• • Present a rapid antigenic or molecular test with a negative result within 48 hours prior to admission.


Nils Röller is a professor at the Zurich University of the Arts. His research focuses on the relation between text, image and philosophy (Iconography of Philosophy). In the Journal for Art, Sex and Mathematics he publishes experimental posts in collaboration with artists and poets since 2006. Out of this Journal, research projects have been developed and financed by the Swiss National Science Foundation. For the Shared Campus Nils edits in a team the platform Text-Image Parergon. Recent publications in English and German language include Alpentram (Wien: Klever, 2021) and Interfacing Philosophy, in Text-Image Parergon, Oswald’s Hubble. Together with Siegfried Zielinski he built up the Vilém Flusser Archive and the Festival Digitale, at the Academy for Media Arts Cologne. For his experimental approach to Dieter Roth he received the Schiller Preis of the ZKB.

David Finkelstein is a cultural historian who has published and edited over 70 published books, essays and refereed journal articles in areas related to cultural history, book history, print culture and media history. These include The Book History Reader, Introduction to Book History, Movable Types: Roving Creative Printers of the Victorian World and the edited Edinburgh History of the British and Irish Press, volume 2: Expansion and Evolution, 1800-1900, winner of the 2021 Robert and Vineta Colby Scholarly Book Prize. Current projects include a co-edited Edinburgh Companion to the British Colonial Periodical Press, due out in 2024 with Edinburgh University Press.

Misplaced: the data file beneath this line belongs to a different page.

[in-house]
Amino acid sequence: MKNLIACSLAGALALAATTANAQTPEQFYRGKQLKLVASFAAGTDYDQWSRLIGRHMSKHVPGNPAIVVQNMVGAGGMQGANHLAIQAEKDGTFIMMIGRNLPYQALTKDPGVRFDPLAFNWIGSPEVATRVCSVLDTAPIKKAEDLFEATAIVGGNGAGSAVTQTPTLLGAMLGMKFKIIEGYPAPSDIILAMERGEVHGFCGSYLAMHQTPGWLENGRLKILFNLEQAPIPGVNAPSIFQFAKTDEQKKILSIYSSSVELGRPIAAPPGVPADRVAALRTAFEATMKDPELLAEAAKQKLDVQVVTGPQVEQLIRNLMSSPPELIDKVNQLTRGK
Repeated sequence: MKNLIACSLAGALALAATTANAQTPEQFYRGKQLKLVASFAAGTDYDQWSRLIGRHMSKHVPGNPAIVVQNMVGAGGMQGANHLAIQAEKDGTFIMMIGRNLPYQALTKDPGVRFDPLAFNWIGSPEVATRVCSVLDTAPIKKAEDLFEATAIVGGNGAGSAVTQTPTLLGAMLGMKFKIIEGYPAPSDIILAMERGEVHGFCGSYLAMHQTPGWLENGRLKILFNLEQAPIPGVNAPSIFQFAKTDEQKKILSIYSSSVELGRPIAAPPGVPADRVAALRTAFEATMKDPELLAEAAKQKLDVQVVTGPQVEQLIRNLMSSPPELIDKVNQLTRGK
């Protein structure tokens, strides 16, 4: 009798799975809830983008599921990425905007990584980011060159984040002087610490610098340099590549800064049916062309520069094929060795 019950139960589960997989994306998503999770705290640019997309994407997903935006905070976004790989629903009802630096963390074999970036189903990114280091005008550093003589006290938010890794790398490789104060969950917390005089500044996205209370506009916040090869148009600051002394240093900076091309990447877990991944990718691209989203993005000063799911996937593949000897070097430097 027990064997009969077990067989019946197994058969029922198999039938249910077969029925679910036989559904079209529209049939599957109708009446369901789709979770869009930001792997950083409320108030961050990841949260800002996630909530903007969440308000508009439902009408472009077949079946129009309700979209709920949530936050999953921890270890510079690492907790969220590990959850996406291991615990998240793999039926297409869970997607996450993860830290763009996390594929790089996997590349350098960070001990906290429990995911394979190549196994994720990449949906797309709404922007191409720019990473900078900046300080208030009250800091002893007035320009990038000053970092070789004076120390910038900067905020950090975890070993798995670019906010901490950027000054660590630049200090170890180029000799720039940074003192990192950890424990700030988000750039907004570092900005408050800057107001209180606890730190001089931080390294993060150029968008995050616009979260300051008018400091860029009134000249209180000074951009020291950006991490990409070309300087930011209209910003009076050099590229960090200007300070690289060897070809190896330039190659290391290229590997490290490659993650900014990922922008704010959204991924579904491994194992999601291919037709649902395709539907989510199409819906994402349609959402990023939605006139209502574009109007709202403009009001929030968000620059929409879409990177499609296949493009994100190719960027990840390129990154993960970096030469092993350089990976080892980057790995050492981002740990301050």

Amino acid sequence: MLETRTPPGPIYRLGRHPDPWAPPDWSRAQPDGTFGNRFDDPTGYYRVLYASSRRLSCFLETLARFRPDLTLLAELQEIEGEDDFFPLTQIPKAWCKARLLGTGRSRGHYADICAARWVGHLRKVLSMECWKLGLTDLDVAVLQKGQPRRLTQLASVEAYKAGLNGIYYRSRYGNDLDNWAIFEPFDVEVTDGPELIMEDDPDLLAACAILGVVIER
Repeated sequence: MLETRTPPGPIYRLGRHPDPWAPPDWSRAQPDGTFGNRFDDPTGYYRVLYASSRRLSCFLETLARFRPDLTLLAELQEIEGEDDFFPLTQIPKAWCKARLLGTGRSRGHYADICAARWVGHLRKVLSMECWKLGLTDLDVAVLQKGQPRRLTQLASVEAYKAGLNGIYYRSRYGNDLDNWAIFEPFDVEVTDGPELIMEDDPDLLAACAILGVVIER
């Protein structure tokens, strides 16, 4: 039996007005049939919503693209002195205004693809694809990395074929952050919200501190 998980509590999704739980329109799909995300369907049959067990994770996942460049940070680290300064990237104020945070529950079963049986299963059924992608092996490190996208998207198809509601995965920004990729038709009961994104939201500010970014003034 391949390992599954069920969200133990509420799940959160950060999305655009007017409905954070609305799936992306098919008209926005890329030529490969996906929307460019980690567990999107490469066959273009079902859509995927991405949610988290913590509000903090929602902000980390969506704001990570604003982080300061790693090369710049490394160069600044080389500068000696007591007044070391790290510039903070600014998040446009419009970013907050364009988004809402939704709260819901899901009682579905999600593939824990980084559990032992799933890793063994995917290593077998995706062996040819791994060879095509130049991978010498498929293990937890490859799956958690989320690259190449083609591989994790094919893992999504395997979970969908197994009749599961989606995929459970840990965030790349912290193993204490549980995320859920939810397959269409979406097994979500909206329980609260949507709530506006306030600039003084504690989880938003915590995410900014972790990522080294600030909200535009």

Johanna Drucker is the Breslauer Professor of Bibliographical Studies and Distinguished Professor of Information Studies at UCLA. She has published widely on topics related to the history of the book, artists’ books, graphic design, digital humanities, and visual forms of knowledge production. In addition to more than a dozen academic book titles, she has had a dozen creative works published by small presses in the United States and elsewhere, and her artist’s books are represented in collections throughout North America and Europe and beyond. Her work has been translated into many languages including Korean, Chinese, Portuguese, French, Spanish, Catalan, and Spanish. Her most recent work includes Iliazd: Metabibliography of a Modernist, Johns Hopkins University Press, 2020, a study of the Georgian-born avant-garde poet-typographer who became a renowned publisher of livres d’artistes in Paris in the second half of the 20th century. Her book Inventing the Alphabet is forthcoming from the University of Chicago Press in 2022.